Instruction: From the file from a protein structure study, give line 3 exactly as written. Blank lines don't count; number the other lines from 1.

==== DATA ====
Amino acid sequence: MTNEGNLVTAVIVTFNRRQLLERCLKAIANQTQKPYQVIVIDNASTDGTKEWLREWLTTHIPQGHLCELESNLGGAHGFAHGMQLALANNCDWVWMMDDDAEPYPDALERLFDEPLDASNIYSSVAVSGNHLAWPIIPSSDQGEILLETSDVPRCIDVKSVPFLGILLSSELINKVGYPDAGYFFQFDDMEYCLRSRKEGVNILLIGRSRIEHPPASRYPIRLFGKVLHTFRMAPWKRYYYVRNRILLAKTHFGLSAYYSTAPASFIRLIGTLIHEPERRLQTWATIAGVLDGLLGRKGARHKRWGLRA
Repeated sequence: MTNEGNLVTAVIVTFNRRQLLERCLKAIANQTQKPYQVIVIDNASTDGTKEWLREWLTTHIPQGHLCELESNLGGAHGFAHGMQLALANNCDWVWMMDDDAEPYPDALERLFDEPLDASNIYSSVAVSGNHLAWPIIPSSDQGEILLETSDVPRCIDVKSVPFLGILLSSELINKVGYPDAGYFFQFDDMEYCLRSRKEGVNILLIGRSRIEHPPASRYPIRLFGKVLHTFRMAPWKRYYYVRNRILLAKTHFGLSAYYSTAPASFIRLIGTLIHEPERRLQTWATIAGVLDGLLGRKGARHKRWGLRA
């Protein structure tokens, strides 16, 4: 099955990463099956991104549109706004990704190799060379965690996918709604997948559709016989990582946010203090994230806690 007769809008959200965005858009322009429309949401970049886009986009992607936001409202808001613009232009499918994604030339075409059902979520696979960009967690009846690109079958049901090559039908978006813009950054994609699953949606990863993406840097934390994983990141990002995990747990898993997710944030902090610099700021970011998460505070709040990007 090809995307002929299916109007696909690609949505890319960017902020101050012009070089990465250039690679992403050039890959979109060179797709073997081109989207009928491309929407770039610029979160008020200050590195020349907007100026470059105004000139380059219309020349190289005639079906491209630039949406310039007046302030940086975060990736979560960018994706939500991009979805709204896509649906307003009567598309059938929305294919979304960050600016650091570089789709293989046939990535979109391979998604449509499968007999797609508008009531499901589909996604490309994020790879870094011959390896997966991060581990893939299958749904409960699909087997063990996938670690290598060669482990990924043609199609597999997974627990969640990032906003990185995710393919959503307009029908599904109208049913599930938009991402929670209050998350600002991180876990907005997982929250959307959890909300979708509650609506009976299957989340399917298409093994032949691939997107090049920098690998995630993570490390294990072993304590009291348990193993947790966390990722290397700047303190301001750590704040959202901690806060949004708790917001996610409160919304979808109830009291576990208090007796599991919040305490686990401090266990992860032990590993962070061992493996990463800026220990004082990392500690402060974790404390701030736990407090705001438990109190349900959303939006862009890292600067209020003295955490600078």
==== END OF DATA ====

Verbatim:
């Protein structure tokens, strides 16, 4: 099955990463099956991104549109706004990704190799060379965690996918709604997948559709016989990582946010203090994230806690 007769809008959200965005858009322009429309949401970049886009986009992607936001409202808001613009232009499918994604030339075409059902979520696979960009967690009846690109079958049901090559039908978006813009950054994609699953949606990863993406840097934390994983990141990002995990747990898993997710944030902090610099700021970011998460505070709040990007 090809995307002929299916109007696909690609949505890319960017902020101050012009070089990465250039690679992403050039890959979109060179797709073997081109989207009928491309929407770039610029979160008020200050590195020349907007100026470059105004000139380059219309020349190289005639079906491209630039949406310039007046302030940086975060990736979560960018994706939500991009979805709204896509649906307003009567598309059938929305294919979304960050600016650091570089789709293989046939990535979109391979998604449509499968007999797609508008009531499901589909996604490309994020790879870094011959390896997966991060581990893939299958749904409960699909087997063990996938670690290598060669482990990924043609199609597999997974627990969640990032906003990185995710393919959503307009029908599904109208049913599930938009991402929670209050998350600002991180876990907005997982929250959307959890909300979708509650609506009976299957989340399917298409093994032949691939997107090049920098690998995630993570490390294990072993304590009291348990193993947790966390990722290397700047303190301001750590704040959202901690806060949004708790917001996610409160919304979808109830009291576990208090007796599991919040305490686990401090266990992860032990590993962070061992493996990463800026220990004082990392500690402060974790404390701030736990407090705001438990109190349900959303939006862009890292600067209020003295955490600078």